This wonderful picture book is a thoughtful first look into the world of amphibians for beginning nature lovers. Author/teacher Cathryn Sill uses simple, easy-to-read and informative sentences to explain the basics—what amphibians are, how they live and what they do. The text is illustrated in beautifully detailed style by her husband, noted wildlife artist John Sill, who has created fifteen watercolor paintings for this guide. Rich, realistic colors complement his accurate depiction of various North American amphibians. The back of the book features black-and-white miniature reproductions of each plate, along with a paragraph that gives additional information about the species or biological process shown in the painting. The peaceful storytelling pace and beautiful "look" of the book make it a welcome nonfiction title on classroom, library or home bookshelf. A virtual "walk in the park" for young readers. 2000, Peachtree Publishers, $14.95. Ages 4 to 8. Reviewer: Dianne Ochiltree
School Library Journal
PreS-Gr 2-A companion to this team's About Birds (1991), About Mammals (1997), About Reptiles (1999), and About Insects (2000, all Peachtree). A simple fact ("Amphibians have soft, moist skin") is followed by a clear, realistic, full-color, full-page painting. The afterword offers further information, with brief data on the animal, setting, or concept shown in the color plates, accompanied by small black-and-white photos of the paintings. This attractive and useful book is marred by an error in the size reached by bullfrogs (only the minimum is given), and some purists may argue that the eastern narrowmouth toad is really a frog (even field guides disagree on the proper nomenclature). These minor carps aside, this book is inviting, informative, and eye-catching.-Patricia Manning, formerly at Eastchester Public Library, NY Copyright 2001 Cahners Business Information.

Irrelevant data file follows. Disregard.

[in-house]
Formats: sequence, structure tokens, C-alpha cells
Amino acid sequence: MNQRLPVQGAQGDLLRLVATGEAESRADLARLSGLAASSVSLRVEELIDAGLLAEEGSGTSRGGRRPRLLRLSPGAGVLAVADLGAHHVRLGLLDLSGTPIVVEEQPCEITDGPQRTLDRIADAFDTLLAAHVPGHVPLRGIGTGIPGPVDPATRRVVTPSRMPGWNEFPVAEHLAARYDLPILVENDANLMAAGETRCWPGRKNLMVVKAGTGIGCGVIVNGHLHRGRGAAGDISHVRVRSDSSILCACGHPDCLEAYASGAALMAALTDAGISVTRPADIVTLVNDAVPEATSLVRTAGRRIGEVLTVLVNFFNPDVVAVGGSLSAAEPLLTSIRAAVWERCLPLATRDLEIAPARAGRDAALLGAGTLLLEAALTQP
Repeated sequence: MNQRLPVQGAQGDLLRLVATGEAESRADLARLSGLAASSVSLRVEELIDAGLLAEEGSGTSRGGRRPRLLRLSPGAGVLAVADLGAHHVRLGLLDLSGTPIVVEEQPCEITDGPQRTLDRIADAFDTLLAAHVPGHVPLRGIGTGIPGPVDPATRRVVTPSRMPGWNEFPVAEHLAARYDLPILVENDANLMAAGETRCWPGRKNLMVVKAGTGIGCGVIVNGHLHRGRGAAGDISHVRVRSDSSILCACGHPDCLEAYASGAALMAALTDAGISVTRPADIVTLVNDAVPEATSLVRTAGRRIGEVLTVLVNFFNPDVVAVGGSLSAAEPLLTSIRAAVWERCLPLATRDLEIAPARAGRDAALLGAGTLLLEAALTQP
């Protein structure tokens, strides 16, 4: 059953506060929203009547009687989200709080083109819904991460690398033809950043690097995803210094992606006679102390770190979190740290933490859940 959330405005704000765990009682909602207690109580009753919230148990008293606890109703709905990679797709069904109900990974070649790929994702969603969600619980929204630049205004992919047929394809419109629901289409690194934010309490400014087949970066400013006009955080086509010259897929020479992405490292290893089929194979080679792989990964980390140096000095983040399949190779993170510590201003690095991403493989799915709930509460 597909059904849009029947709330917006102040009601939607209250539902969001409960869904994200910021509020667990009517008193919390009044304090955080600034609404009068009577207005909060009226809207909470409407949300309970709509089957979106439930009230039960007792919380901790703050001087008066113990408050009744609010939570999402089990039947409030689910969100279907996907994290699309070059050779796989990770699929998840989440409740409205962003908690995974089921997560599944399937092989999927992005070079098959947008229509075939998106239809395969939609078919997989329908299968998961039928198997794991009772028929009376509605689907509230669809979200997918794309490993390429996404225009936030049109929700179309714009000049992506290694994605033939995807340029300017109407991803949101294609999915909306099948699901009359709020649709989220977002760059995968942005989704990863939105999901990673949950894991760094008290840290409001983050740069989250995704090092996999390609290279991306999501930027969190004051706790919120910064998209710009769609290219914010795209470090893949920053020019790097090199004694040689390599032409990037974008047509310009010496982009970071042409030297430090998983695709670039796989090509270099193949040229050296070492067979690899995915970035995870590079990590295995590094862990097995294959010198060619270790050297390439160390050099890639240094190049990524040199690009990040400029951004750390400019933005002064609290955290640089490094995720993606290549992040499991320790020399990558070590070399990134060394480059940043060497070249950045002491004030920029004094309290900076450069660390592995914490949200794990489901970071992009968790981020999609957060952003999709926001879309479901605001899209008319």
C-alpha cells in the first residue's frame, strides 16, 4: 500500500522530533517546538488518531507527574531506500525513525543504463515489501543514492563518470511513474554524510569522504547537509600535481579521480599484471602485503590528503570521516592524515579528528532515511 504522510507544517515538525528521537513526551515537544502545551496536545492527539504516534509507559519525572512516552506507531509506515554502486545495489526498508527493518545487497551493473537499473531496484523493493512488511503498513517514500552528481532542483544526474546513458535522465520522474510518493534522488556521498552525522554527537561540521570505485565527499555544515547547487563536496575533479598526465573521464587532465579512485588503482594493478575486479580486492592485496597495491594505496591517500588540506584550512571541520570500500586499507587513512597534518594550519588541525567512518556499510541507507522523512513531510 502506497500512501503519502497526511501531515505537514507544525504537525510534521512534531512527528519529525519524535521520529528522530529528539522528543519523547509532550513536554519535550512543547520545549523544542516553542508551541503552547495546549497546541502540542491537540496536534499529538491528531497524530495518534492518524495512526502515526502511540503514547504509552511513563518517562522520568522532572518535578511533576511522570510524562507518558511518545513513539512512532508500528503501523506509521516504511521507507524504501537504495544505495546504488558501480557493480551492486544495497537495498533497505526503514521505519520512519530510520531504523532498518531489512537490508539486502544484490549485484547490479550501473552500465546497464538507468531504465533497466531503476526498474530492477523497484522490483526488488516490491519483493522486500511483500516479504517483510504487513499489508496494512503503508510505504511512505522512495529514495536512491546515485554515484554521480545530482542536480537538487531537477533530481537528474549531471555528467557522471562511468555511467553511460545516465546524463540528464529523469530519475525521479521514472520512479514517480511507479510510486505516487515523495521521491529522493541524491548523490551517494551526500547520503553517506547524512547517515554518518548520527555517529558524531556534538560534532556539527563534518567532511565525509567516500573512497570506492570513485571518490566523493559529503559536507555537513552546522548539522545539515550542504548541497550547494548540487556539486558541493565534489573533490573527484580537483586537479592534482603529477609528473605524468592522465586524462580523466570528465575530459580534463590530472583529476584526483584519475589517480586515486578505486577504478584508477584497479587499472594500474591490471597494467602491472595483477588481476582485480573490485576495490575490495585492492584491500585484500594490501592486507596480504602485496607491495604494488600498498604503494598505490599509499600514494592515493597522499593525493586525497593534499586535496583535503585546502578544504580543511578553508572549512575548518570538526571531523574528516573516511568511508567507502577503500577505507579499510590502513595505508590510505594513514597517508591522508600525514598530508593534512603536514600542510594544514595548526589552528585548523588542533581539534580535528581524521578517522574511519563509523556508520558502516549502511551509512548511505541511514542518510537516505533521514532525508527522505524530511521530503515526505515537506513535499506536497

Continuing their exploration of the animal kingdom, this author/illustrator team presents a breathtaking introduction to amphibians. Each brief line of text sits boldly on a large white page to be extended and accompanied on the next by a full-color painting of an amphibian and its habitat. For example, "Amphibians have soft moist skins." The accompanying painting shows the red-and-black-dappled reclining Red Salamander. The slick and shiny moist red skin of the amphibian contrasts vividly with the fuzzy green moss. Amphibian portraits are suitable for display and invite careful repeated looking. The text captures the essential characteristics of amphibians with admirable brevity. Unfortunately, only common names are given for species and there is no information on size or range. The author concludes with additional information on each of the paintings, describing more about the particular amphibian illustrated. This is a very fine easy-reading introduction to amphibians that will be savored by young viewers and teachers. No index. (Nonfiction. 5-8)